Our framework requires development in terms of data items and performance indicators, relevant to individual AH therapies, local contexts, patients, funders, and other healthcare providers. For instance, while efficacy might be readily addressed by an organization’s mission statement (usually a commitment to providing evidence-based care supported by access to a comprehensive medical library), how ‘timeliness’ is measured requires input from end-users of AH services because of its multiple meanings [3]. ‘Timeliness’ data could reflect the referral pathways by which patients are referred to AH therapies, patient eligibility and expectations, waiting time and the opportunity cost of this, patient and family perspectives on service equity and access, and optimality of services in the short and longer term. To arrive at this next stage will require the use of different lenses and research methodologies to take account of the complexities and activities of each AH service.

At the end of it all, quality evaluation of AH care should provide a means to identify the right care provided to the right patient, at the right time (particularly throughout an episode of care), the nature and delivery of the care, integration with care provided by others, and communication between healthcare providers and patients [2]. Thus, quality measures should reflect the perspectives of the many ‘stakeholders’ who “will know quality when they see it” ([9], p. 84).

Of note from this review, is that medical and nursing professions appear to not yet have the correct definition or measurement of quality, either. For instance, the effectiveness of medical care is currently determined not by the quality of ‘doctoring’ but generally by the use of processes or interventions [63]. This is underpinned by a growing body of literature on the failure of the medical profession to implement or apply proven interventions when they are indicated [64]. Thus, it may be that by taking an evidence-informed approach to quality measurement, and learning from current medicine and nursing evidence regarding quality measurement, AH disciplines might position themselves well to identify what ‘quality’ really means to its stakeholders [58, 65].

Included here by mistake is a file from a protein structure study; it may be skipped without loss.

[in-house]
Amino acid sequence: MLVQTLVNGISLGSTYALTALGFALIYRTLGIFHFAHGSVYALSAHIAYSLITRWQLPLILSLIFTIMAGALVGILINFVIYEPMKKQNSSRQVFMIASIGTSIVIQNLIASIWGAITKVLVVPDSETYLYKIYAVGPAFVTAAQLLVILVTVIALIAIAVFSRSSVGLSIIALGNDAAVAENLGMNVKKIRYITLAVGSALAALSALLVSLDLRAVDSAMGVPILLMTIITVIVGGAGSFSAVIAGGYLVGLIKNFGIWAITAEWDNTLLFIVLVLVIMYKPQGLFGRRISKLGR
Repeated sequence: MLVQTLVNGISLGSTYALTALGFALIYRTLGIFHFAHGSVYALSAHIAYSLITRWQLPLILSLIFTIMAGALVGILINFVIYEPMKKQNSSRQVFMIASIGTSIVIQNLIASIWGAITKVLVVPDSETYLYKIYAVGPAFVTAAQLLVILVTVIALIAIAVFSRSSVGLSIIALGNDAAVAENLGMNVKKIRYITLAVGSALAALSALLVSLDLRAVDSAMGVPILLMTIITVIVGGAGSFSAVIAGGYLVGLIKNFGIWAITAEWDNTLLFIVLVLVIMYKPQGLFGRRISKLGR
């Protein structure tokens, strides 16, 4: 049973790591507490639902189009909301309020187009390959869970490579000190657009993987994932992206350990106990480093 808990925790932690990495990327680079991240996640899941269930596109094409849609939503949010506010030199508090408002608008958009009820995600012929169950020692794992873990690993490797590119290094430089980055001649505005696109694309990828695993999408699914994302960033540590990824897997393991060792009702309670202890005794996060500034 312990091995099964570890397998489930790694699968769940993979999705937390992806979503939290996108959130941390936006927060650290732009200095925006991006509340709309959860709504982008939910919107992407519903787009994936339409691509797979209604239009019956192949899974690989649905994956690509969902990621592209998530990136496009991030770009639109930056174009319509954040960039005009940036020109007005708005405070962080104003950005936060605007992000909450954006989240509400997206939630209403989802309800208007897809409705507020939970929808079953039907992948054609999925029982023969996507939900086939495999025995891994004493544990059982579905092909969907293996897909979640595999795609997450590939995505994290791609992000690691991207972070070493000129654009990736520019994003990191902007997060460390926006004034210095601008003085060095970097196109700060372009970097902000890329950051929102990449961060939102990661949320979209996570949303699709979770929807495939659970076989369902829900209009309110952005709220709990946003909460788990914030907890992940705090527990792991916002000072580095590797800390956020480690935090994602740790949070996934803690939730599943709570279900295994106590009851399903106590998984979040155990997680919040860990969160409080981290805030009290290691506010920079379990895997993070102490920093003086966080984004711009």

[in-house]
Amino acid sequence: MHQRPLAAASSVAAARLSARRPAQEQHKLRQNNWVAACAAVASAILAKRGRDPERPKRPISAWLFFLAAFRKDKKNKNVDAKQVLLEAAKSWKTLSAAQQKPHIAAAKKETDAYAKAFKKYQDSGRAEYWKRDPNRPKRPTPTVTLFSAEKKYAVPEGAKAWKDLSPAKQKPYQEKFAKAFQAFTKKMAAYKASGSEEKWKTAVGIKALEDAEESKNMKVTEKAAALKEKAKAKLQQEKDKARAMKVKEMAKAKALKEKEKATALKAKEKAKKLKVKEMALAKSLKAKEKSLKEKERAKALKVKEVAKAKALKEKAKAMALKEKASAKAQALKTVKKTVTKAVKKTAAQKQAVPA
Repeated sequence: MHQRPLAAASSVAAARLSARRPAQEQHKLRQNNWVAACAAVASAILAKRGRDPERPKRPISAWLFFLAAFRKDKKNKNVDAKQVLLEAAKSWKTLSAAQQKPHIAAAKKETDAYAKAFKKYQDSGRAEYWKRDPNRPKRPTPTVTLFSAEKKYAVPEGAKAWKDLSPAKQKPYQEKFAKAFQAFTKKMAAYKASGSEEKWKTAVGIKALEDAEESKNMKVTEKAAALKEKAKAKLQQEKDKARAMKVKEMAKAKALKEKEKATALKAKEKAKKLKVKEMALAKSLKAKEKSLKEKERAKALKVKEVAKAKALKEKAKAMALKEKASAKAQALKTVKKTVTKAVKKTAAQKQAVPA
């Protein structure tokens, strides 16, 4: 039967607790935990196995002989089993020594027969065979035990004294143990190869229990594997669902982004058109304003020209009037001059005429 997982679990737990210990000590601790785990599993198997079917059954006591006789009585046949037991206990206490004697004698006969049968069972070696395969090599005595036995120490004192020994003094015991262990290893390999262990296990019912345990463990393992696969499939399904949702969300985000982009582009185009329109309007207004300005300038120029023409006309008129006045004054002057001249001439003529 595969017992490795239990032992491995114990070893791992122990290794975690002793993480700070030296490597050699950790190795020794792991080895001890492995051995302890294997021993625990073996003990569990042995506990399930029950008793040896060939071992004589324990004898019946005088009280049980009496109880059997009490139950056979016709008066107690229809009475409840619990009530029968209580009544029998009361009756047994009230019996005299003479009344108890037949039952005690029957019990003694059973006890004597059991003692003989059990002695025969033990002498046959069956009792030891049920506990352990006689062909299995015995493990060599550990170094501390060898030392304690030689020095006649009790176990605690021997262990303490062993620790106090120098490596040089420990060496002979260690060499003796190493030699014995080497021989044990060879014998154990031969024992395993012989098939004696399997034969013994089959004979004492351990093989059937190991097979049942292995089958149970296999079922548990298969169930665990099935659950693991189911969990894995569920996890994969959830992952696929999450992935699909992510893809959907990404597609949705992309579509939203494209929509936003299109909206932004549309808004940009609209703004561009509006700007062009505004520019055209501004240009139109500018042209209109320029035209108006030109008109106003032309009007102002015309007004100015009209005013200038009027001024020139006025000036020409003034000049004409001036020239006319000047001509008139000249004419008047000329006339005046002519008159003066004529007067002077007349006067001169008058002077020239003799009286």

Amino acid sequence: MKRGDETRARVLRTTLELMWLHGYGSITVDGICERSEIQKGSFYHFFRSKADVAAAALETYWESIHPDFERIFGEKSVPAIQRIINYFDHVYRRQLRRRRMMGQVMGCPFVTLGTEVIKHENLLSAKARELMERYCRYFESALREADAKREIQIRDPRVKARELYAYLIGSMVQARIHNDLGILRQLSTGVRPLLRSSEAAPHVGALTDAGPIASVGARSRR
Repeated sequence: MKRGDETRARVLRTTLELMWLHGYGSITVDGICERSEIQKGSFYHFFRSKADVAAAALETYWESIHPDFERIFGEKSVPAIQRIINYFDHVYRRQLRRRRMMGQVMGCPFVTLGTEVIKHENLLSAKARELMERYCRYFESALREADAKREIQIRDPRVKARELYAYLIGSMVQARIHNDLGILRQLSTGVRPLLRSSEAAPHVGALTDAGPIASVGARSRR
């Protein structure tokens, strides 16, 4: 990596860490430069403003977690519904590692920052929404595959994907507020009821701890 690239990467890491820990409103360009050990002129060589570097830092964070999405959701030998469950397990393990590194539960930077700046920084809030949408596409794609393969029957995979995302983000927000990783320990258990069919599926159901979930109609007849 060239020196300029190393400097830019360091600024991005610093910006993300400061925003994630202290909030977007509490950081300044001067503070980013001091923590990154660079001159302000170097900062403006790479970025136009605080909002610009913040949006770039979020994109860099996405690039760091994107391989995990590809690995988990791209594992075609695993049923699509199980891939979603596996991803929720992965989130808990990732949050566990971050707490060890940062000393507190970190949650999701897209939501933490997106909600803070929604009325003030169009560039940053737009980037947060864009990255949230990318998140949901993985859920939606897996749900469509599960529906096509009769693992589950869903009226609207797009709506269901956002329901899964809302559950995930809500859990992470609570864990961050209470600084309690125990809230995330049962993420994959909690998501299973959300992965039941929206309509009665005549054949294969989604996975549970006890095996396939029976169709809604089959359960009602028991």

This review found no current measure of healthcare quality specific to AH therapy services. Differences within, and between, AH disciplines, and with medicine and nursing, mean that a novel lens should be applied to develop appropriate quality measures for AH. Unless the complexity of AH activities, responsibilities, and service-delivery patterns can be expressed in service-specific ways, the value of AH therapy services will be overlooked when healthcare quality is evaluated and reported.

Our novel quality framework (Figure 4 and Table 2) identified 24 quality measures relevant to at least one aspect of AH therapy. Three quality measures were common (optimality, patient satisfaction with care delivery, and equity). AH ‘stakeholders’ (policy-makers, researchers, clinicians, managers, and patients) can now develop these into practical AH-specific descriptions of service quality; this can then be built on to develop and refine other quality measures relevant to other AH tasks and disciplines. Our novel quality framework will contribute to specific AH performance assessment to improve the delivery and acceptability of AH services. This will contribute to better implementation of evidence-based decisions, more consistent consideration of patient choices, and improved health outcomes.


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Correspondence to Karen Grimmer.

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Competing interests

The authors declare that they have no competing interests.

Authors’ contributions

KG and LL, assisted by SK, undertook the extensive literature review, constructed the realist synthesis framework and populated the framework with early literature synthesis. Advice was sought after the initial framework was constructed from EB and MB, in terms of literature classification and interpretation, as they represent non-allied health, health researchers, whose validation of our allied health thinking was essential to the arguments we present in the paper. PW took a broader view of the manuscript after it was drafted, and provided significant input into the ‘so what’ of the findings. His input assisted us in developing Figure 4. He also took a large part of the editing. All authors read and approved the final manuscript.

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Grimmer, K., Lizarondo, L., Kumar, S. et al. An evidence-based framework to measure quality of allied health care. Health Res Policy Sys 12, 10 (2014).

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  • Allied health
  • Therapy
  • Quality constructs